|The MAMA Project in Bastion Square, Victoria. Photo by Linda Goldstein.|
I'm getting ready for this year's MAMA Project installation at the Deer Lake Gallery, and posting here and there on social media some of the words that the project contains. These words all come from interviews with other mothers. Despite being a writer, myself, with way too much to say, myself, if you ask my family, most of my work comes from interviews. Why? Because people need to be heard. I have a stage. Why would I not share it?
Bigger than that obvious bit of logic, though, is that I don't want to sit on a little soapbox as an artist. It's really very easy to fall into that comfy place, especially as somebody with so much to say (irony: here I am posting to my blog... again). But my own ideas by themselves are rather limiting, even to me. I could absolutely have created an installation about my own experience of mothering, and quickly filled a room with the sounds and text and images of my own experience. It would have been much easier, in fact, not to have travelled around interviewing all kinds of people. But then it wouldn't be about all kinds of people, and it would be easy to write-off my expression as just one person's experience.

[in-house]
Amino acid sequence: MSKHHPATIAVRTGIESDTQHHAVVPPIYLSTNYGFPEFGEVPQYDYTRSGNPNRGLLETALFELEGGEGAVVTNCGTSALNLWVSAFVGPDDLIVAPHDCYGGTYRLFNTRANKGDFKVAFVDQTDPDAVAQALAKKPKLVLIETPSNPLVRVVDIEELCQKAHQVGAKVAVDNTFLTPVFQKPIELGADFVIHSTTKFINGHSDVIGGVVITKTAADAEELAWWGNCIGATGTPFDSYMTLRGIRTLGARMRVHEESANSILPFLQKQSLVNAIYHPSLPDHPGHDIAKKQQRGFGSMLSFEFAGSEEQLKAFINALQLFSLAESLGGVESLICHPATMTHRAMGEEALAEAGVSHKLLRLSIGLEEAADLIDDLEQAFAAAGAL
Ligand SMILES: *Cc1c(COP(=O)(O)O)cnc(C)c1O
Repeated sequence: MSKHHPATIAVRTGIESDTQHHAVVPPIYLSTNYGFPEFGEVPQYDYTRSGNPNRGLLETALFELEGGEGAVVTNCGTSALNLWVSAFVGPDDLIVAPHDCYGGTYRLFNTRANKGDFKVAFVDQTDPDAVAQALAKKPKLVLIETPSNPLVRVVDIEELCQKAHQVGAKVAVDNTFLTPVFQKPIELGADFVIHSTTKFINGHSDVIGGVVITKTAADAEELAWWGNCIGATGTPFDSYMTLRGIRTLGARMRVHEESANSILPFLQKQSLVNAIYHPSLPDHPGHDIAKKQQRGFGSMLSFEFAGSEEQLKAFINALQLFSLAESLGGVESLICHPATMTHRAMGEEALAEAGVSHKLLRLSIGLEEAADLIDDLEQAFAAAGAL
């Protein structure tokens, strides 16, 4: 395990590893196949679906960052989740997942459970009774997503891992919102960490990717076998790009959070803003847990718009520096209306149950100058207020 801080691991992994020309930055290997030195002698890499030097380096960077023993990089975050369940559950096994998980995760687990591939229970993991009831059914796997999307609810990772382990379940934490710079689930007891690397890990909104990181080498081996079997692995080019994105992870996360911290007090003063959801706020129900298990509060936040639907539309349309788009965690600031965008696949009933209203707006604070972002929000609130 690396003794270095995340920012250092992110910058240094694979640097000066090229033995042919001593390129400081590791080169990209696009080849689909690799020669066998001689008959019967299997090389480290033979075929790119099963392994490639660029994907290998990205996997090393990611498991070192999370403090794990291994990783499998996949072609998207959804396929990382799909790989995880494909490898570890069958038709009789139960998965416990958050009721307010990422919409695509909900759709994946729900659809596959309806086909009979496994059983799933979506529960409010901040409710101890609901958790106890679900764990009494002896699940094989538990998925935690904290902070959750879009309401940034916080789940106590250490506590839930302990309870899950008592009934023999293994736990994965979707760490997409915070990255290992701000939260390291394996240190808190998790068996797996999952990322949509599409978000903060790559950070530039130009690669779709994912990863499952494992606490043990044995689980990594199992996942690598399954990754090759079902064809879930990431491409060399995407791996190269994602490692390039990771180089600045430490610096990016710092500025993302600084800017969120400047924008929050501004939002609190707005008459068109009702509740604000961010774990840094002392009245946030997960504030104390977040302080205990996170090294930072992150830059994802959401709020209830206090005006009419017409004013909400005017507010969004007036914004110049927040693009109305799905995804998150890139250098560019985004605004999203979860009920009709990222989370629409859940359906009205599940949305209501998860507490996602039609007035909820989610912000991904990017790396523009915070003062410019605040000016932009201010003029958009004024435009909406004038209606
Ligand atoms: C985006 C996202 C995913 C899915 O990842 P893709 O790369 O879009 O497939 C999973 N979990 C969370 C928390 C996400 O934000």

Mothering is everyperson's experience. Even people who have never mothered. Even people who have never been mothered. These people's experience or lack thereof is interesting. And most interesting to me is that the more people I interview and showcase in the project, the more diverse the project is... and the more homogeneous. (Whaaaa---?) I mean that as humans we all have similar needs. And these needs extend far beyond mothering and being mothered, but they're rooted in where we come from, as social animals. They're rooted in the feelings we had when we looked up into our mothers' faces as babies and absorbed all of their feelings and needs and history, and developed those things into who we became. They're rooted in how we discover ourselves passing on these feelings and needs and history on down to our own children, or to those we care for in life. The more I record and spread these stories and the emotions that accompany them, the more we see that we are all connected; all sharing the same great love. At its core, the MAMA Project and much of my other work is about human connection, and I need to show a great range of humanity to make that connection happen.
So when I make a book or an installation or a blog post or even just a single painting that is built around somebody else's words, those words are mine, too. I hope that, through the process of seeing them in the context of my work or project, they become your words too.